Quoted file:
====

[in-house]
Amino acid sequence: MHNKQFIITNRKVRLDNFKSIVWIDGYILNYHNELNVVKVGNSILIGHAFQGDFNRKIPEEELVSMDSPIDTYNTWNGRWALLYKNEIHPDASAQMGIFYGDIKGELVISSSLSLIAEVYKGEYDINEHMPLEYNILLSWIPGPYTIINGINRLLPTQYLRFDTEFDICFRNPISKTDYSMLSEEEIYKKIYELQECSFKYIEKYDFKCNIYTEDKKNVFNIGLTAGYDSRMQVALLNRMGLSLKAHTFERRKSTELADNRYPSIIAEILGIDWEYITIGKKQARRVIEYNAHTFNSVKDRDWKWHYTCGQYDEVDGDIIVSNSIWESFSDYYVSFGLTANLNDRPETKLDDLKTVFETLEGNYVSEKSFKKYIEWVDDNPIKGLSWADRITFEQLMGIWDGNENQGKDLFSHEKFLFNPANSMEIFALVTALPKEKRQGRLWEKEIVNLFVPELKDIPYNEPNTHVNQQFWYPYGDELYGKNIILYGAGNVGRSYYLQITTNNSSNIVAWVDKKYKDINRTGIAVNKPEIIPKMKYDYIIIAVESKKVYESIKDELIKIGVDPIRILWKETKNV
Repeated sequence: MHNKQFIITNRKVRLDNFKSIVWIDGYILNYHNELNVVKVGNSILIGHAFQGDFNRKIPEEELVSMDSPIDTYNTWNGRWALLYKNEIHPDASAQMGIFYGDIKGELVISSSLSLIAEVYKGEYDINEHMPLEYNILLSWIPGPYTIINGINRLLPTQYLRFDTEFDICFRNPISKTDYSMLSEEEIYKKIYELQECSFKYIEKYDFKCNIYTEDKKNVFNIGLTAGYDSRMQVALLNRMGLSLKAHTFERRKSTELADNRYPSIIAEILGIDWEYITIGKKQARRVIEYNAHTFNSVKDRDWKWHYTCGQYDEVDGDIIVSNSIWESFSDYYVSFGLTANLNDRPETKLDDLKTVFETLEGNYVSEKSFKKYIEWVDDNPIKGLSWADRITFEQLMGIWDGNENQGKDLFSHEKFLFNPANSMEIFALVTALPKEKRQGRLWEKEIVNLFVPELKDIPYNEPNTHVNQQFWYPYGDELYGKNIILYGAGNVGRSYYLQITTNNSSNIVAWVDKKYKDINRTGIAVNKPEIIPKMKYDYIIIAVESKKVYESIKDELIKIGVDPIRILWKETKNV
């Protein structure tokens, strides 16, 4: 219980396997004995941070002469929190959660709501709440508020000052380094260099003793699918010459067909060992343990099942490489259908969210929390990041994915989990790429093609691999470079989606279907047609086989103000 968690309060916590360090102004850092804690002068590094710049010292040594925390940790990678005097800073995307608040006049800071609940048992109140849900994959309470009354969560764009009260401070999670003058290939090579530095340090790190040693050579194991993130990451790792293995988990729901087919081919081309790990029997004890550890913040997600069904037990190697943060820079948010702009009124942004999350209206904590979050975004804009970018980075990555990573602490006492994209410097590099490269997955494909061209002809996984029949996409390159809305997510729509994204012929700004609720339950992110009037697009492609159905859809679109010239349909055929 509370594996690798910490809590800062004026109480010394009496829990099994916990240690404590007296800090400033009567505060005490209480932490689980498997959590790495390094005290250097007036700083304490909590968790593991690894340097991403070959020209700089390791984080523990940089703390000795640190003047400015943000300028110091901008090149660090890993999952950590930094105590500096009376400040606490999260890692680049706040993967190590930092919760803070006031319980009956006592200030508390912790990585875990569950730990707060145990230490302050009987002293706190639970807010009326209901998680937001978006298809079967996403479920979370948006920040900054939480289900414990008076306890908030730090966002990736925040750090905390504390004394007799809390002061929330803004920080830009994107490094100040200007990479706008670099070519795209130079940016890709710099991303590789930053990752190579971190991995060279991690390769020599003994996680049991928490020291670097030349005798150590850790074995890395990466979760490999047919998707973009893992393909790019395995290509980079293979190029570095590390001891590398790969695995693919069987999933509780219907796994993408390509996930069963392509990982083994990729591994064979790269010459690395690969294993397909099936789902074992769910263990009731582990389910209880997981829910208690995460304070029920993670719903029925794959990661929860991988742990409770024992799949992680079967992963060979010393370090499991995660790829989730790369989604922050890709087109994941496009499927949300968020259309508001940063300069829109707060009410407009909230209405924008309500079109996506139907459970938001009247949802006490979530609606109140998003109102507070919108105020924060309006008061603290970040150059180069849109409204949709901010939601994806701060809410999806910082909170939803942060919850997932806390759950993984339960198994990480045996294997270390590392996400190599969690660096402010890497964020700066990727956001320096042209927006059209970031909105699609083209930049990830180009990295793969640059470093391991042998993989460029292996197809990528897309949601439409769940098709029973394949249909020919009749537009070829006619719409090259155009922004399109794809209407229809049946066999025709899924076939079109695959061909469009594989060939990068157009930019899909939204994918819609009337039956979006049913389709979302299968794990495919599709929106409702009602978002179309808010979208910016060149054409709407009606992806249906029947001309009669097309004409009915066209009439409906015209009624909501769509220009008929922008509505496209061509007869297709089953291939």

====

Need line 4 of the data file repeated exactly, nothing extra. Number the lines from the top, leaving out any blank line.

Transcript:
């Protein structure tokens, strides 16, 4: 219980396997004995941070002469929190959660709501709440508020000052380094260099003793699918010459067909060992343990099942490489259908969210929390990041994915989990790429093609691999470079989606279907047609086989103000 968690309060916590360090102004850092804690002068590094710049010292040594925390940790990678005097800073995307608040006049800071609940048992109140849900994959309470009354969560764009009260401070999670003058290939090579530095340090790190040693050579194991993130990451790792293995988990729901087919081919081309790990029997004890550890913040997600069904037990190697943060820079948010702009009124942004999350209206904590979050975004804009970018980075990555990573602490006492994209410097590099490269997955494909061209002809996984029949996409390159809305997510729509994204012929700004609720339950992110009037697009492609159905859809679109010239349909055929 509370594996690798910490809590800062004026109480010394009496829990099994916990240690404590007296800090400033009567505060005490209480932490689980498997959590790495390094005290250097007036700083304490909590968790593991690894340097991403070959020209700089390791984080523990940089703390000795640190003047400015943000300028110091901008090149660090890993999952950590930094105590500096009376400040606490999260890692680049706040993967190590930092919760803070006031319980009956006592200030508390912790990585875990569950730990707060145990230490302050009987002293706190639970807010009326209901998680937001978006298809079967996403479920979370948006920040900054939480289900414990008076306890908030730090966002990736925040750090905390504390004394007799809390002061929330803004920080830009994107490094100040200007990479706008670099070519795209130079940016890709710099991303590789930053990752190579971190991995060279991690390769020599003994996680049991928490020291670097030349005798150590850790074995890395990466979760490999047919998707973009893992393909790019395995290509980079293979190029570095590390001891590398790969695995693919069987999933509780219907796994993408390509996930069963392509990982083994990729591994064979790269010459690395690969294993397909099936789902074992769910263990009731582990389910209880997981829910208690995460304070029920993670719903029925794959990661929860991988742990409770024992799949992680079967992963060979010393370090499991995660790829989730790369989604922050890709087109994941496009499927949300968020259309508001940063300069829109707060009410407009909230209405924008309500079109996506139907459970938001009247949802006490979530609606109140998003109102507070919108105020924060309006008061603290970040150059180069849109409204949709901010939601994806701060809410999806910082909170939803942060919850997932806390759950993984339960198994990480045996294997270390590392996400190599969690660096402010890497964020700066990727956001320096042209927006059209970031909105699609083209930049990830180009990295793969640059470093391991042998993989460029292996197809990528897309949601439409769940098709029973394949249909020919009749537009070829006619719409090259155009922004399109794809209407229809049946066999025709899924076939079109695959061909469009594989060939990068157009930019899909939204994918819609009337039956979006049913389709979302299968794990495919599709929106409702009602978002179309808010979208910016060149054409709407009606992806249906029947001309009669097309004409009915066209009439409906015209009624909501769509220009008929922008509505496209061509007869297709089953291939």